November 29, 2011
Researchers Discover New Printer Security Flaws
Researchers from Columbia University said they have discovered a new class of computer security flaw that could impact millions of businesses, consumers, and government agencies through their printers, according to an exclusive MSNBC report.
The researchers said that printers can be remotely controlled by computer criminals over the Internet, with the potential to steal personal information, attack secure networks and even cause physical damage.
The team said there is no easy fix for the flaw they found in some Hewlett-Packard LaserJet printer lines.
They said they have informed Hewlett-Packard and federal agencies in the past weeks, and HP said it is still reviewing the details of the discovery.
The Columbia University researchers said the security vulnerability is so fundamental that it may impact tens of millions of printers and other hardware that use hard-to-update "firmware" that is flawed.
"The problem is, technology companies aren't really looking into this corner of the Internet. But we are," Columbia professor Salvatore Stolfo, who directed the research in the Computer Science Department of Columbia University´s School of Engineering and Applied Science, told MSNBC. “The research on this is crystal clear. The impact of this is very large. These devices are completely open and available to be exploited.”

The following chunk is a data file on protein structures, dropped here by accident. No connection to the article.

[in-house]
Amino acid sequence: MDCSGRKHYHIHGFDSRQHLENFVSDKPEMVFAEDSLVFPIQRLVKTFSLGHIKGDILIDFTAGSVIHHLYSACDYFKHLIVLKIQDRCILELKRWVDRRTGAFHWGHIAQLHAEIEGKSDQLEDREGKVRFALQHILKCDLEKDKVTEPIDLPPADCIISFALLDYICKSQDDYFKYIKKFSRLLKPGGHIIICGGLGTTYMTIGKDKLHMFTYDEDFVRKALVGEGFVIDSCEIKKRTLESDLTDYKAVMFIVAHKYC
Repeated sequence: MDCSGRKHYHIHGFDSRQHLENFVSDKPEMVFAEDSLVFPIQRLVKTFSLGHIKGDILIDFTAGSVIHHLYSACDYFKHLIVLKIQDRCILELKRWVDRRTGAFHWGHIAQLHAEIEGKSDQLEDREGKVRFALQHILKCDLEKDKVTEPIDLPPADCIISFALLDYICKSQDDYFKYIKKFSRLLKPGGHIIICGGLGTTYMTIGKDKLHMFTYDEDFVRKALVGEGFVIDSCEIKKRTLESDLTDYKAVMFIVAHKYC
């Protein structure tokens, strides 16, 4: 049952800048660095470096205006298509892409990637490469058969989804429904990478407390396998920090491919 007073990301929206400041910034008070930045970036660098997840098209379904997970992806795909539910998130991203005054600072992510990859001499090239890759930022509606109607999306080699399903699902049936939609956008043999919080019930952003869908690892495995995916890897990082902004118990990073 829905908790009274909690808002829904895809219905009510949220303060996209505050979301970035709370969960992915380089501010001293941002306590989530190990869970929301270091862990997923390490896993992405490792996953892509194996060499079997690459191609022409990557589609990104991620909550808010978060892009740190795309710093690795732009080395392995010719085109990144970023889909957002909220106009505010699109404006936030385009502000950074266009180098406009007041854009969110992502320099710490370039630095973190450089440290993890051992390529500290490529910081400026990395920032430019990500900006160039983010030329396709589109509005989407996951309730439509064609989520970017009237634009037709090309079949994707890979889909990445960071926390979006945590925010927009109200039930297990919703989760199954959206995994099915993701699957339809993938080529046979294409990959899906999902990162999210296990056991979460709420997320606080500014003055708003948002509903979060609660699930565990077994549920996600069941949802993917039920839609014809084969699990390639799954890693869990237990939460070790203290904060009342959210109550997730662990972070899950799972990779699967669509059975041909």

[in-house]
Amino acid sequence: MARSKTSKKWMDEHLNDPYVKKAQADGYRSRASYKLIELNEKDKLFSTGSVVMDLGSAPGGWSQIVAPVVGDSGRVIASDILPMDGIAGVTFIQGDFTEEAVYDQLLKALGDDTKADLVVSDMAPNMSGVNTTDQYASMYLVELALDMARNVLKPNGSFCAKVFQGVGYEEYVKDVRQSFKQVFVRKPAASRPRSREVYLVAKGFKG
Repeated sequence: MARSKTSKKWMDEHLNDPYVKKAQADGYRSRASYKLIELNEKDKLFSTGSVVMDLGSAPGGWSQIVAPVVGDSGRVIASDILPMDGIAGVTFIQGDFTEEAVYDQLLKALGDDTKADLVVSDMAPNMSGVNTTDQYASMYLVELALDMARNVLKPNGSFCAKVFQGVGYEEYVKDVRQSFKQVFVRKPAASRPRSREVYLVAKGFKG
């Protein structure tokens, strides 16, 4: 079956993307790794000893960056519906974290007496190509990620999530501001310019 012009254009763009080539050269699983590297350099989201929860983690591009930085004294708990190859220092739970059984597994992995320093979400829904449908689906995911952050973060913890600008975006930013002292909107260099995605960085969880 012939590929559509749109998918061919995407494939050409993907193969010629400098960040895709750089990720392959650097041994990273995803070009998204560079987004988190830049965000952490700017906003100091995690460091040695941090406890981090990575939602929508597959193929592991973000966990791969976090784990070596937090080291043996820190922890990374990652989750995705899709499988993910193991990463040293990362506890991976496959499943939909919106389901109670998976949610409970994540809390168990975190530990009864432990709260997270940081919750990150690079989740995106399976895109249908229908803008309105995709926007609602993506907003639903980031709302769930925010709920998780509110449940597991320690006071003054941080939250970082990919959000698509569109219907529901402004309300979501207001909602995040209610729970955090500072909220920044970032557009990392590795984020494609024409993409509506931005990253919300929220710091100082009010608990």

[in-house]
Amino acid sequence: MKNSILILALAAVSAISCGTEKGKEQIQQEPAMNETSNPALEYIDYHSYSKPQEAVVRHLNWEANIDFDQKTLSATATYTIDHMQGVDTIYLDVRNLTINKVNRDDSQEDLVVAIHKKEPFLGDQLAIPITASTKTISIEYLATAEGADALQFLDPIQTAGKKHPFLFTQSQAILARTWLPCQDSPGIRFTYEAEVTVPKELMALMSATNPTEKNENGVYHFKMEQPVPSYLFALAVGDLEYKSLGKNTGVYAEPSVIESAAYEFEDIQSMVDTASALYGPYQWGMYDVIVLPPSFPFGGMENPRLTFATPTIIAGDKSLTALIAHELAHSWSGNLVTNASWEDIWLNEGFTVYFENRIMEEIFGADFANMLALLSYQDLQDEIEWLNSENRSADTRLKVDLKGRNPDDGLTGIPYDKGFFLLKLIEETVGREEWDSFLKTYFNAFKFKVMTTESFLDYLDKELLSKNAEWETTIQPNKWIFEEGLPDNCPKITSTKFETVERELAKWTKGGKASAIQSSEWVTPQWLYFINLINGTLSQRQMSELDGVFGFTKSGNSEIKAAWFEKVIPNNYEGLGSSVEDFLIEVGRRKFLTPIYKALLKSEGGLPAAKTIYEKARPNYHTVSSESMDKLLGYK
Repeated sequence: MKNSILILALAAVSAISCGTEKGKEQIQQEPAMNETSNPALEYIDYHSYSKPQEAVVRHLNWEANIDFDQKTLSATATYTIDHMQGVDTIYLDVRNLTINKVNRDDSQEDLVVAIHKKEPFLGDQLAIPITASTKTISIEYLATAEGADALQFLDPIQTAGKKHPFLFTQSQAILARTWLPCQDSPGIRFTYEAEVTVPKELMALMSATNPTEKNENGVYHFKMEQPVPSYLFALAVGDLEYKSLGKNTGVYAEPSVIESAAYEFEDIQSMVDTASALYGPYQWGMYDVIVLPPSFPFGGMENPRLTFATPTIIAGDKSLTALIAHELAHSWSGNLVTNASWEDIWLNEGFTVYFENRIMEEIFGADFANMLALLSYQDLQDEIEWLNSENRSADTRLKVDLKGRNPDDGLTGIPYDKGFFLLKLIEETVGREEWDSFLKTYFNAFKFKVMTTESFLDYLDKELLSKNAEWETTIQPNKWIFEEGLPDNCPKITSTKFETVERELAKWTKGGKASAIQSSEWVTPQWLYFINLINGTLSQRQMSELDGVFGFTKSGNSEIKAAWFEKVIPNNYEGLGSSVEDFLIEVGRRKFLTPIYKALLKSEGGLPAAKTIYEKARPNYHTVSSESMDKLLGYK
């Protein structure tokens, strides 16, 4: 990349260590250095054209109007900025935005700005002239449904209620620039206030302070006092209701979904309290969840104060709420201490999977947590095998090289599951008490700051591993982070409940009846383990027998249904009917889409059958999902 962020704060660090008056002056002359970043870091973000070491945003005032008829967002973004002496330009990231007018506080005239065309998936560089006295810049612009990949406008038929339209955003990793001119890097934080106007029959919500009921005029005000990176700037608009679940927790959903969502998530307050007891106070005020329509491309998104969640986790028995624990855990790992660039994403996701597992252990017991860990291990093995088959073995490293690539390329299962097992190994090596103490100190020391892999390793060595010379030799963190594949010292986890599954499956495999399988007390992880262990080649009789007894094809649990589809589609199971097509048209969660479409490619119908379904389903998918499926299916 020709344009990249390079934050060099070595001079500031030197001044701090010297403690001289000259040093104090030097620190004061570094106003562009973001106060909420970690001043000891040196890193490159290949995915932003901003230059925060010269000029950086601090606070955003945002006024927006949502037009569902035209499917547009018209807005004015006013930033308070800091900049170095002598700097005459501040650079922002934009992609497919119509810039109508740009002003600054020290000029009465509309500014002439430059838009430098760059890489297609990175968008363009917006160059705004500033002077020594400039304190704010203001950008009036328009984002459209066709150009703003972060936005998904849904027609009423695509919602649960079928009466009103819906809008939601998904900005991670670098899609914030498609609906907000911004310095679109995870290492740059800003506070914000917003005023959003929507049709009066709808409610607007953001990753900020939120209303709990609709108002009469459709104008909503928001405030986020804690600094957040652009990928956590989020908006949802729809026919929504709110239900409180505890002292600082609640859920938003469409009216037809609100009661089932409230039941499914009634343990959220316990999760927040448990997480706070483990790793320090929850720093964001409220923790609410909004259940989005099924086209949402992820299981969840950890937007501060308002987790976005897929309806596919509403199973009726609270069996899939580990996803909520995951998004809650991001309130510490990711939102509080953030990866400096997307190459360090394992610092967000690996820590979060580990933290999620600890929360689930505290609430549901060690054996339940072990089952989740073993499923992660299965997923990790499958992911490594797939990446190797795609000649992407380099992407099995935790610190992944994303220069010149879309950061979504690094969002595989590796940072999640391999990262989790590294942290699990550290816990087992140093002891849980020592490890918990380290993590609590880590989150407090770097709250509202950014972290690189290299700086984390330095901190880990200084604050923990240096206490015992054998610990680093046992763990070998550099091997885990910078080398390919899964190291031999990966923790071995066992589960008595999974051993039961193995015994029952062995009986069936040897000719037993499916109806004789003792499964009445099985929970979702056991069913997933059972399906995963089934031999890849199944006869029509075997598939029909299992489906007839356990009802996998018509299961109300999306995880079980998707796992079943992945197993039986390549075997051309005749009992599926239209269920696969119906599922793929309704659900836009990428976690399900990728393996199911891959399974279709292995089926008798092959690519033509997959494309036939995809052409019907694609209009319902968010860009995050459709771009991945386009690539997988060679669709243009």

They said that once a printer's firmware has been changed, Internet-accessible printers could contact a malicious website and receive instructions.
The team said it is conceivable that a subverted printer could send copies of the documents being printed.
MSNBC reported that a demo showed how the firmware turned the fuser on and left it on, browning the paper and throwing off smoke, before the printer's thermal interrupt kicked in.
"Using HPacker, we demonstrate the injection of our malware into arbitrary P2050 RFUs, and show how similar malware can be created for other popular HP printer types. Next, we demonstrate the delivery of this modified firmware update over the network to a fully locked-down printer," the MSNBC report said.
The researchers also said that it is not just printers that could be affected, but Cisco routers as well.
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